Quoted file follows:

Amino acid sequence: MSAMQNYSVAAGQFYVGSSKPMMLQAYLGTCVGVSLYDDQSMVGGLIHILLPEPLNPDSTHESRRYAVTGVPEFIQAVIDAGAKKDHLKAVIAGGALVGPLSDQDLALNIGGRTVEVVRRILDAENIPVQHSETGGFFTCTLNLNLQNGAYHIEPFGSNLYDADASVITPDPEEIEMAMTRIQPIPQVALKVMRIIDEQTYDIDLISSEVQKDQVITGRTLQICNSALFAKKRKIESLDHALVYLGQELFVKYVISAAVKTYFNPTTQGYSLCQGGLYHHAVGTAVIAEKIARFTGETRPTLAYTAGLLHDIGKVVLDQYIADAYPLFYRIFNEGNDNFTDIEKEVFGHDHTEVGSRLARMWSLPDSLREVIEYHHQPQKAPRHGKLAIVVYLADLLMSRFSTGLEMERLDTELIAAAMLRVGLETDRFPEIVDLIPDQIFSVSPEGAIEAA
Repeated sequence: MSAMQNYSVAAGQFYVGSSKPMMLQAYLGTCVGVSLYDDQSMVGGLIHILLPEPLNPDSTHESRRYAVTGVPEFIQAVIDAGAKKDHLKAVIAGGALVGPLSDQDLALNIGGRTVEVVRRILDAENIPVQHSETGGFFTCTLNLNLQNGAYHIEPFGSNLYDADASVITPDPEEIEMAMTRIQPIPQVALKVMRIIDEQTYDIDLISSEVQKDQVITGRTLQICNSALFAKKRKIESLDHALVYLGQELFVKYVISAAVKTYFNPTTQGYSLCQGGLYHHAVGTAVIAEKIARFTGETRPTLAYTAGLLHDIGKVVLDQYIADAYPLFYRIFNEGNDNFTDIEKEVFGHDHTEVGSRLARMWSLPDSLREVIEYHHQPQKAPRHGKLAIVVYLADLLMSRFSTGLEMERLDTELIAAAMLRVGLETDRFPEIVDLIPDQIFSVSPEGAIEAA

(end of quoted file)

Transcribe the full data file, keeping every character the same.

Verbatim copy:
Amino acid sequence: MSAMQNYSVAAGQFYVGSSKPMMLQAYLGTCVGVSLYDDQSMVGGLIHILLPEPLNPDSTHESRRYAVTGVPEFIQAVIDAGAKKDHLKAVIAGGALVGPLSDQDLALNIGGRTVEVVRRILDAENIPVQHSETGGFFTCTLNLNLQNGAYHIEPFGSNLYDADASVITPDPEEIEMAMTRIQPIPQVALKVMRIIDEQTYDIDLISSEVQKDQVITGRTLQICNSALFAKKRKIESLDHALVYLGQELFVKYVISAAVKTYFNPTTQGYSLCQGGLYHHAVGTAVIAEKIARFTGETRPTLAYTAGLLHDIGKVVLDQYIADAYPLFYRIFNEGNDNFTDIEKEVFGHDHTEVGSRLARMWSLPDSLREVIEYHHQPQKAPRHGKLAIVVYLADLLMSRFSTGLEMERLDTELIAAAMLRVGLETDRFPEIVDLIPDQIFSVSPEGAIEAA
Repeated sequence: MSAMQNYSVAAGQFYVGSSKPMMLQAYLGTCVGVSLYDDQSMVGGLIHILLPEPLNPDSTHESRRYAVTGVPEFIQAVIDAGAKKDHLKAVIAGGALVGPLSDQDLALNIGGRTVEVVRRILDAENIPVQHSETGGFFTCTLNLNLQNGAYHIEPFGSNLYDADASVITPDPEEIEMAMTRIQPIPQVALKVMRIIDEQTYDIDLISSEVQKDQVITGRTLQICNSALFAKKRKIESLDHALVYLGQELFVKYVISAAVKTYFNPTTQGYSLCQGGLYHHAVGTAVIAEKIARFTGETRPTLAYTAGLLHDIGKVVLDQYIADAYPLFYRIFNEGNDNFTDIEKEVFGHDHTEVGSRLARMWSLPDSLREVIEYHHQPQKAPRHGKLAIVVYLADLLMSRFSTGLEMERLDTELIAAAMLRVGLETDRFPEIVDLIPDQIFSVSPEGAIEAA